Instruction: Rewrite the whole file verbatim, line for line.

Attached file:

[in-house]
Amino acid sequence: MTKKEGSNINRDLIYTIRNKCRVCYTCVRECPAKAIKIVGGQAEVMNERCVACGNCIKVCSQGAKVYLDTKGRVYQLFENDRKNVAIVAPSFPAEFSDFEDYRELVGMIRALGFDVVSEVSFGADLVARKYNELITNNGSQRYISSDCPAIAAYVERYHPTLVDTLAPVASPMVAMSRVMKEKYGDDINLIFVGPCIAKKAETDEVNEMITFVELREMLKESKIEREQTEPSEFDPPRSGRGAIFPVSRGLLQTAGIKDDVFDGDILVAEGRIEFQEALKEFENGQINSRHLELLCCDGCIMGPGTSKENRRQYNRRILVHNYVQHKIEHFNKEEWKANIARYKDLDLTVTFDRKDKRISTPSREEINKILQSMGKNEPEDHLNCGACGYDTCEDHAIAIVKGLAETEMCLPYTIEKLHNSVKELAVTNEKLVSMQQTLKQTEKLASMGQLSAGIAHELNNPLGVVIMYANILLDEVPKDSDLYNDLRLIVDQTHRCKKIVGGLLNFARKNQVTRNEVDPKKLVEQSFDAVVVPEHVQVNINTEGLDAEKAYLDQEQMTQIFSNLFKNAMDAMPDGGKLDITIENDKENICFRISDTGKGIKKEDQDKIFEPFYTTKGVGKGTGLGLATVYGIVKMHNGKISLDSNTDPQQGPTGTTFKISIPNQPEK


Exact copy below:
[in-house]
Amino acid sequence: MTKKEGSNINRDLIYTIRNKCRVCYTCVRECPAKAIKIVGGQAEVMNERCVACGNCIKVCSQGAKVYLDTKGRVYQLFENDRKNVAIVAPSFPAEFSDFEDYRELVGMIRALGFDVVSEVSFGADLVARKYNELITNNGSQRYISSDCPAIAAYVERYHPTLVDTLAPVASPMVAMSRVMKEKYGDDINLIFVGPCIAKKAETDEVNEMITFVELREMLKESKIEREQTEPSEFDPPRSGRGAIFPVSRGLLQTAGIKDDVFDGDILVAEGRIEFQEALKEFENGQINSRHLELLCCDGCIMGPGTSKENRRQYNRRILVHNYVQHKIEHFNKEEWKANIARYKDLDLTVTFDRKDKRISTPSREEINKILQSMGKNEPEDHLNCGACGYDTCEDHAIAIVKGLAETEMCLPYTIEKLHNSVKELAVTNEKLVSMQQTLKQTEKLASMGQLSAGIAHELNNPLGVVIMYANILLDEVPKDSDLYNDLRLIVDQTHRCKKIVGGLLNFARKNQVTRNEVDPKKLVEQSFDAVVVPEHVQVNINTEGLDAEKAYLDQEQMTQIFSNLFKNAMDAMPDGGKLDITIENDKENICFRISDTGKGIKKEDQDKIFEPFYTTKGVGKGTGLGLATVYGIVKMHNGKISLDSNTDPQQGPTGTTFKISIPNQPEK